characterize allithiamine: this difference may be ascribed to the absence
of the S-S bond
in S-acyl-thiamine derivatives."
To enlarge on this, experiments in animals showed that TPD partially protected
mice against experimental cyanide poisoning by stimulating the enzyme rhodanese
that is responsible for converting toxic cyanide ions to non-toxic thiocyanate.
They were also able to show that TPD protected animals from experimentally
administered carbon tetrachloride, to mention but two of the many animal studies
that were performed by this group of investigators.
Generally, they said, allithiamine and its synthetic derivatives are very easily
reducible to thiamine in the presence of cysteine or glutathione, an extremely
important part of their biologic action. On the other hand, S-acyl-thiamine
derivatives resist such a simple reduction. They are first reduced to thiamine
only after they are acted on enzymatically in the liver or kidney. This very
important difference needs further explanation, since it affects their biologic
Both the disulfide and S-acyl-thiamine derivatives are formed by opening
the thiazolium ring of thiamine and attaching a prosthetic group to the sulfur
atom of the thiazolium. The disulfide bond is the key and the S-acyl-thiamine
derivatives are not disulfides. For this reason they cannot be referred to
as "fat soluble." The only reason for calling TPD or TTFD "fat
soluble" is because they enable the passage of thiamine across the lipid
barrier of the cell membrane. In fact, TTFD is water soluble and can be given
intravenously. The disulfide is reduced and the prosthetic group (the tetrahydrofurfuryl
mercaptan) is left outside the cell. The opened thiazolium ring closes in
the cell to become an intact molecule of thiamine. This non-enzymatic transport
enables the import of the thiamine moiety into the cell where it is then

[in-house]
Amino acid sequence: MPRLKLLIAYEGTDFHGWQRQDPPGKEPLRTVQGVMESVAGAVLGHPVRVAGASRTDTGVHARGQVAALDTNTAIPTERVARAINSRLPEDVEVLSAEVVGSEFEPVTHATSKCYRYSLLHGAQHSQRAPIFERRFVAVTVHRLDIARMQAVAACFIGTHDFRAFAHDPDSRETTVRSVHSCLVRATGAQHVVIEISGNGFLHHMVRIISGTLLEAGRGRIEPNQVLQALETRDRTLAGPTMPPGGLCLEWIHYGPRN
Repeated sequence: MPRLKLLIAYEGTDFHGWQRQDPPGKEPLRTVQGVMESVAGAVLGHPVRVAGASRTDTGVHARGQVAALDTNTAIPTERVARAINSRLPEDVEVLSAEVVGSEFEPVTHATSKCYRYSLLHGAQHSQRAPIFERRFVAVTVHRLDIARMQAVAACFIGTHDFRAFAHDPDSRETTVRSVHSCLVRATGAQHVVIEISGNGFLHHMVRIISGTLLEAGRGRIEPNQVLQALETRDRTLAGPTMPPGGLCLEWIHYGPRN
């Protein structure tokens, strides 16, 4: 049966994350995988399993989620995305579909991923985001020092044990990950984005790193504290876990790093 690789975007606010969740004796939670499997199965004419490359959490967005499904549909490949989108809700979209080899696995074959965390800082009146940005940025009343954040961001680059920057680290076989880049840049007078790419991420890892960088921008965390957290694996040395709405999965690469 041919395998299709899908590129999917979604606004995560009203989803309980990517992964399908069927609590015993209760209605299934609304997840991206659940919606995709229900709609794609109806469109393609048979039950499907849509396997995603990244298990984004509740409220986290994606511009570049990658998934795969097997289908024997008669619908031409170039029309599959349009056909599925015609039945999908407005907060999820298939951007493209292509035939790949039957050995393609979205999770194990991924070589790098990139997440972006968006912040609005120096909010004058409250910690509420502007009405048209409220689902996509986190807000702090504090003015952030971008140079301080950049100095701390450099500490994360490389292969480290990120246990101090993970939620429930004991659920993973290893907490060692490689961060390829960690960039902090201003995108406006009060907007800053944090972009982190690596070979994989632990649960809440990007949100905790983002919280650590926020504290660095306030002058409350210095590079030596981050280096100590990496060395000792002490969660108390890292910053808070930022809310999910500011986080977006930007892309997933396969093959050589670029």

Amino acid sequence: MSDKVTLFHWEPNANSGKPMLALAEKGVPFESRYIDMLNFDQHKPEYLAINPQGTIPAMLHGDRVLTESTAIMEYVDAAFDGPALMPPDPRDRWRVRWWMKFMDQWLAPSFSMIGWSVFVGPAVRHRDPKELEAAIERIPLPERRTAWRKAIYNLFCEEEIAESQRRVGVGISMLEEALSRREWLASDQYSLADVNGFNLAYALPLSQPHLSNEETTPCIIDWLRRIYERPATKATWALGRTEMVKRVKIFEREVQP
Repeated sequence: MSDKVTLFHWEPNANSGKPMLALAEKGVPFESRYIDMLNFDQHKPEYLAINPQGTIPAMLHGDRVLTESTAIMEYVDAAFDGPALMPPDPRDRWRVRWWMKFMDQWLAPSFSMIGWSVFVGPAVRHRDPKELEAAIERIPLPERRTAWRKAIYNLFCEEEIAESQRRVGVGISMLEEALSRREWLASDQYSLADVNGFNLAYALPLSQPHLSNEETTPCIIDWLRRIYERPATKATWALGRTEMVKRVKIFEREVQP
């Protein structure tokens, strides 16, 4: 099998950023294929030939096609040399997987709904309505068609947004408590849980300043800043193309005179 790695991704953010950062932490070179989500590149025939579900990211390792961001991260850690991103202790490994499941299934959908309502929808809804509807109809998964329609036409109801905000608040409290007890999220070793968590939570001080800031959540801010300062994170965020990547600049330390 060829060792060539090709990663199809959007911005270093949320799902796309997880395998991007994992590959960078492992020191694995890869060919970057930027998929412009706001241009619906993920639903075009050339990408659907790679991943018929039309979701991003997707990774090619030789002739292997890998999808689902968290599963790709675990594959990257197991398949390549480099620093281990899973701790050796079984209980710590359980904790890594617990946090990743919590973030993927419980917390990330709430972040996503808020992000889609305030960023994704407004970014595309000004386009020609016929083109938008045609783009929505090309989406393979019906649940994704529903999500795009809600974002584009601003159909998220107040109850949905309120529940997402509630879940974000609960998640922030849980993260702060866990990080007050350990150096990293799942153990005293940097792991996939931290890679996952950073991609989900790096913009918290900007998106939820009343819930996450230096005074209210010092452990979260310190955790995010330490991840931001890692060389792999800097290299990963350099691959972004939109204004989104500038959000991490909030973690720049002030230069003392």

of building up high concentrations of thiamine pyrophosphate and triphosphate,
the active forms of the vitamin. The ordinary water soluble salts of thiamine
rely on a transport system across cell membranes that makes the absorption
of the thiamine moiety into cells limited. It would appear that BTMP is subject
to the same natural transport mechanisms by the release of an intact thiamine
molecule outside the cell.
Lastly, the mercaptan prosthetic group of TTFD has been very well studied,
its sequential enzymatic breakdown known, and it is non-toxic. The prosthetic
group from BTMP has not, to my knowledge, been studied and is an important
part of the biochemical transaction that takes place when the molecule is split
into its two factions. Animal studies have shown that thiamine causes lead
to be excreted via the bile duct and kidney. Since lead is SH-reactive, like
mercury, arsenic and cadmium, it is very probable that it is the SH reactivity
that is linked to this and it obviously needs to be explored in the wake of
the increasing knowledge of the toxicity of these heavy metals. If intracellular
thiamine is required for this effect, then it is apparent that TTFD would be
superior to BTMP or water-soluble salts in any other form.
Derrick Lonsdale, MD
Preventive Medicine Group
24700 Center Ridge Road
Westlake, Ohio 44145 USA
1. Fujiwara M. Absorption, excretion and fate of thiamine and its derivatives
in [the] human body. Chapter in: Shimazono N, Katsura, eds: Beriberi
and Thiamine. 1965, Tokyo, Igaku Shoin Ltd. pp.179-213.